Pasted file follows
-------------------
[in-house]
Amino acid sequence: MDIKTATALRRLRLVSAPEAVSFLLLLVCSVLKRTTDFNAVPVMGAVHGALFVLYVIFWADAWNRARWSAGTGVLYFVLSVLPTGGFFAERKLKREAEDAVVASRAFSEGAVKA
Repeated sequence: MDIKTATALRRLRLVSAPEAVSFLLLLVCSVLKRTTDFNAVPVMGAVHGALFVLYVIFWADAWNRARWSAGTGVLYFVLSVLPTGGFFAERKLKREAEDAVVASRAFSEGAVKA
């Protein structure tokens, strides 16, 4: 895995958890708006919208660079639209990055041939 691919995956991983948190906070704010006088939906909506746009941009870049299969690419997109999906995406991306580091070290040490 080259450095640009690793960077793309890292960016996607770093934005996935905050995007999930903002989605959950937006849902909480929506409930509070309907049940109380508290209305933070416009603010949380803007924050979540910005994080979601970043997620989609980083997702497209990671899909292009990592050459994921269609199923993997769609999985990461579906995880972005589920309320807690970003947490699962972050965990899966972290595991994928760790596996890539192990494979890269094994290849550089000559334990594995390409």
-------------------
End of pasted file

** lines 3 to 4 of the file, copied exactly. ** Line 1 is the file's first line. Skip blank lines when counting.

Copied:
Repeated sequence: MDIKTATALRRLRLVSAPEAVSFLLLLVCSVLKRTTDFNAVPVMGAVHGALFVLYVIFWADAWNRARWSAGTGVLYFVLSVLPTGGFFAERKLKREAEDAVVASRAFSEGAVKA
């Protein structure tokens, strides 16, 4: 895995958890708006919208660079639209990055041939 691919995956991983948190906070704010006088939906909506746009941009870049299969690419997109999906995406991306580091070290040490 080259450095640009690793960077793309890292960016996607770093934005996935905050995007999930903002989605959950937006849902909480929506409930509070309907049940109380508290209305933070416009603010949380803007924050979540910005994080979601970043997620989609980083997702497209990671899909292009990592050459994921269609199923993997769609999985990461579906995880972005589920309320807690970003947490699962972050965990899966972290595991994928760790596996890539192990494979890269094994290849550089000559334990594995390409």